A new financial study confirms a sad truth about bicycle retailing: most bike shops do not make a profit on the sale of new bicycles.
This may be old news to many, especially retailers wrestling with unruly income statements and stiff price competition, but the new report uses hard numbers to show that the failure of new bicycles to generate retail profit is much more than urban myth.
In fact, the report shows that new bicycle margins do not even cover their share of the basic operating costs of the average bike store. Overall store profitability is only possible because sales of higher margin items such as parts and accessories drive the averages up, categories now facing increasing price competition from on-line retailers.
The source is the NBDA Cost of Doing Business Survey, conducted by market research firm Industry Insights every two years since 1993. It is different from many surveys Continue reading
The average bike shop today is bigger than in the past, both in dollar volume and physical size, according to a new retail study from the NBDA conducted early this year.
The Specialty Bicycle Retail Study, published annually since 2004, reports average store sales of $997,761 in 2013, average store size of 5,562 square feet, and $179 in revenue per square foot, all record highs.
While these numbers are incrementally higher than the previous year, comparing the latest study to the one done a decade ago illustrates some of the striking changes in the bicycle retail marketplace. In the 2004 report, the average store average dollar volume was just $540,000, average store size was 4,822 square feet, and the average store produced just $111 in sales per square foot.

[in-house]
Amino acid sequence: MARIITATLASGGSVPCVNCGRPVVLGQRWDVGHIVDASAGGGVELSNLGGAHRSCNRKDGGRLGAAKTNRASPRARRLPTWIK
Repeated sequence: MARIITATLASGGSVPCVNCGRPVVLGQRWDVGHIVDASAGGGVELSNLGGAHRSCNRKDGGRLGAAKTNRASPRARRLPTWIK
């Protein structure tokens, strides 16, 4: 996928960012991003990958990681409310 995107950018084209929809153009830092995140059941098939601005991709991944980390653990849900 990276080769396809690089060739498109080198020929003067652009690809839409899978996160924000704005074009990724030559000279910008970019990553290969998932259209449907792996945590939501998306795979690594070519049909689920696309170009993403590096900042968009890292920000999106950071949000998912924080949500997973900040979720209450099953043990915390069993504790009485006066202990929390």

Clearly, the retail marketplace has changed, and mostly in good ways. The bad news? There are a lot fewer stores to enjoy the ride. There were 4,704 Continue reading
Recalls have been much in the news lately, and the bicycle industry has not been immune with recent fork recalls from Trek and Scott.
Retailers play a central role in assuring that defective products are identified and removed from use, and that consumers are protected. They also have ongoing obligations to protect the public from defective products.
As part of the NBDA’s Bicycle Mechanics Certification program development, project director Rich Kelly asked attorney Jim Moss to take a look at the mechanics of recalls, and to clarify the legal rights and obligations of the retailer. Moss specializes in legal work in the outdoor market, and is advising the NBDA on legal issues related to certification.
Here’s his overview of dealer obligations in recalls that can be applied to today’s recalls, as well as those in the future:
Product Safety and Recalls: Your Obligations as a Retailer
Retailers are a key part of the process of producing, selling Continue reading
Last week’s recall of 125,000 bicycles for defective forks was bad news for everyone involved.
But the solution has been energetic and purposeful, as bike shops nationwide leap into action to notify the public, fix the recalled bikes, and file the paperwork.
All this is necessary and even heroic, but many shop owners are expressing dismay at what they say is inadequate reimbursement being offered by the manufacturers for this huge and important effort. One compay has offered to reimburse dealers either $5 or $15 per repair, depending on the fork model ($5 for replacing skewer with washers, and $15 for fork or fork leg replacement).
Many dealers are saying their hard costs are much higher than that, and that the recall is a significant financial burden as they venture forth to solve a problem they did not cause.
The overall financial impact on an individual dealer goes way beyond the time a recalled bike spends in the repair stand, they point out. One Texas dealer estimated it takes about 45 minutes of dedicated shop time to process and repair a recalled bike needing the simpler “washer/skewer” repair, and maybe 70 minutes for fork or fork leg replacement.